This blog addresses toxic masculinity in the context of the yoga world. If this topic triggers you please enjoy these playful pandas and feel free not to read any further.
As a woman who’s been in this industry for almost 25 years, I have an opinion, I have a platform to share that opinion, and I believe frank conversations around toxic masculinity are important for the health and well-being of the community.
I use the term here to mean the cultural norms that permit misogyny and homo/transphobia as well as toxic competitiveness, violence, bullying, aggression, mansplaining and gaslighting in the context of a gender power differential. These are individually as well as culturally “toxic” because they are harmful in the short and long term to all people, not just women.
I’ve encountered toxic masculinity at many points in my career – sometimes more painful and humiliating than others.
At the risk of sounding very non-yogic, I sometimes react towards toxic masculinity with snarky indignation and righteous dismissal.
In a yoga context it makes me particularly angry – because so many people come to yoga to feel safe, to relax, to heal, and to grow – sort of the opposite of what happens with toxic masculinity which can quickly and effectively snuff out those possibilities.
When you’ve been told by women students about all sorts of incidents like being propositioned by a married male teacher she deeply revered, or being touched inappropriately in savasana, or being cajoled into sex by a teacher – incidents which mix the gender power differential with the teacher power differential and then glaze the whole things with a veneer of spirituality – well, I think it’s easy to see why it’s so triggering.
Snarky indignation and righteous dismissal can provoke shame in the perpetrator – which can be good at times, but also is problematic.
I learned recently that shame originates in the periaqueductal grey (PAG) of the midbrain part of the brainstem – not in the limbic brain. So shame may be an evolutionary response integral to the survival of the species. It’s a way to isolate or ostracize the individual exhibiting the inappropriate behavior and force that person either into compliance or into disappearing from the group. But in this pursuit of survival, shame causes us to shut down conversation, negotiation, insight and integration.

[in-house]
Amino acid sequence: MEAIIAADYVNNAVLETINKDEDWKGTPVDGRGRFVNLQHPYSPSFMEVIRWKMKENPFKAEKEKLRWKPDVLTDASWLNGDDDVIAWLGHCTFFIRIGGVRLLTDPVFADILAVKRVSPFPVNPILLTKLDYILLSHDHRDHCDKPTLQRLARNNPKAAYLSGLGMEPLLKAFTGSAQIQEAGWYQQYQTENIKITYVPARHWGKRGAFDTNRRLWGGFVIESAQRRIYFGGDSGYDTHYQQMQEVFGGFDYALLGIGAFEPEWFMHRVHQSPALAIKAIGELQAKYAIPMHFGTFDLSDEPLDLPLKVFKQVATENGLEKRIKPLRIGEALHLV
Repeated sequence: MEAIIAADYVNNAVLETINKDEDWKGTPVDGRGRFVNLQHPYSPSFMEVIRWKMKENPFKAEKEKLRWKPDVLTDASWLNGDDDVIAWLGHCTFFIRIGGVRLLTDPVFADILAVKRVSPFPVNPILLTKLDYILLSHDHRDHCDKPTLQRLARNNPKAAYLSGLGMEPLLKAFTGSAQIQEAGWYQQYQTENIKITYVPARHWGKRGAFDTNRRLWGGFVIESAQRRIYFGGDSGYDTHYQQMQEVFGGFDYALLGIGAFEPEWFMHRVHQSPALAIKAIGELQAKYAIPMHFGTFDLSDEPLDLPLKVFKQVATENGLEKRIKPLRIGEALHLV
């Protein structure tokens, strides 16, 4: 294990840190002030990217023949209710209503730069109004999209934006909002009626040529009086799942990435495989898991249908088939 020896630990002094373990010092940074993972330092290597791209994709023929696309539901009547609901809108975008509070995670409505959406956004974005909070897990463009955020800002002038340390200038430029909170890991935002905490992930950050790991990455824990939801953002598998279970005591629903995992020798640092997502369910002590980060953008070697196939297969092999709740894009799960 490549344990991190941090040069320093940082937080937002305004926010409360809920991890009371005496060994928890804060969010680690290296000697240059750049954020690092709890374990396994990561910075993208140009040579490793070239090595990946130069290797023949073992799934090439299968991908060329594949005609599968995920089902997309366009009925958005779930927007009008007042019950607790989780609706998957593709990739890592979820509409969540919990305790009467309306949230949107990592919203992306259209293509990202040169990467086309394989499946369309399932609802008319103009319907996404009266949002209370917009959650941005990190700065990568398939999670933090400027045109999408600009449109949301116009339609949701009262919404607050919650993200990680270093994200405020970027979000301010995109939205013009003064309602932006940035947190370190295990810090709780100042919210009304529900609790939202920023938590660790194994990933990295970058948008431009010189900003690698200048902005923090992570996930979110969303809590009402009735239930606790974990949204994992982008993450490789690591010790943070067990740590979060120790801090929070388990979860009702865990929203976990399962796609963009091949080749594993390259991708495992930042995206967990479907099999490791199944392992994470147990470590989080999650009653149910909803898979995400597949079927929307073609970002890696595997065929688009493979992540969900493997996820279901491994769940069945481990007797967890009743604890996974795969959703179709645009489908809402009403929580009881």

The rising wave of consciousness around toxic masculinity in the larger culture as well as the yoga world, has initiated something of a shaming frenzy. And this “shame-nado” is perfectly understandable. People have been hurt and forced to dismiss, minimize or repress that hurt. They’ve also felt shamed themselves. So when the gates opened, making critique of toxic masculinity legitimate, the grief, shame, and rage understandably burst forth.
While an approach to handling yoga teachers who are inappropriately “handsy,” misogynistic, homo/transphobic, and/or sexual may seem more obvious, it can be more difficult to know what to do when the toxicity is more nuanced.
- For example, what do you do when a teacher you admire makes comments about the appearance, physique, or hair of female students? Or when he lopsidedly defers to the opinions of his male students and regularly ignores the women?
- Or how about this one: a studio owner lectures you about how you should accept his offer for a fee lower than requested because you are not at all special – no more talented than the thousands of other female yoga therapists out there.
- Or when a studio owner tells you that you are “too intellectual” for his students and he has no choice but to fire you as director of teacher training?
- Or places his (ex-military) hand firmly on your shoulder, moves within inches of your face, and tells you that his decisions are non-negotiable?
When behavior patterns are old, deep, culturally accepted, and generational, and the people exhibiting them are in positions of power, it’s very difficult to be responsive rather than reactive to toxic masculinity – and reacting to bad behavior tends to elicit shame which then shuts down dialogue and ends up in a big mess.
Avoiding or leaving a toxic culture completely can and should always be an option – and in all the cases I’ve mentioned above I did just that. I moved on and found less toxic places to share my work.
But if we are going to transform toxic masculinity, it has to be addressed directly with compassion and firm boundaries. When I have a healthy relationship with the person exhibiting toxic behavior, I am more likely to approach him, (in private) and discuss it with him. Once I asked a teacher to please stop telling large groups of women lying on their backs to “spread their legs.” He was receptive and a bit surprised when I pointed out the impact of his cue.
In the west, the yoga world is populated largely by women. But many of those in positions of power and prestige are still white men. Which means there are smaller pieces of power prestige pies for those who aren’t white and/or don’t identify as men. And that can result in the rest feeling like they are fighting for scraps.
But thankfully things are changing. And they can change even more when we are open to frank discussion and dialogue.
If you disagree with some or all of the things I’ve said in this blog, feel free to start a discussion in the comments. Let’s learn from each other, let’s move toward greater understanding, and let’s be open to discovering our biases and working toward personal growth.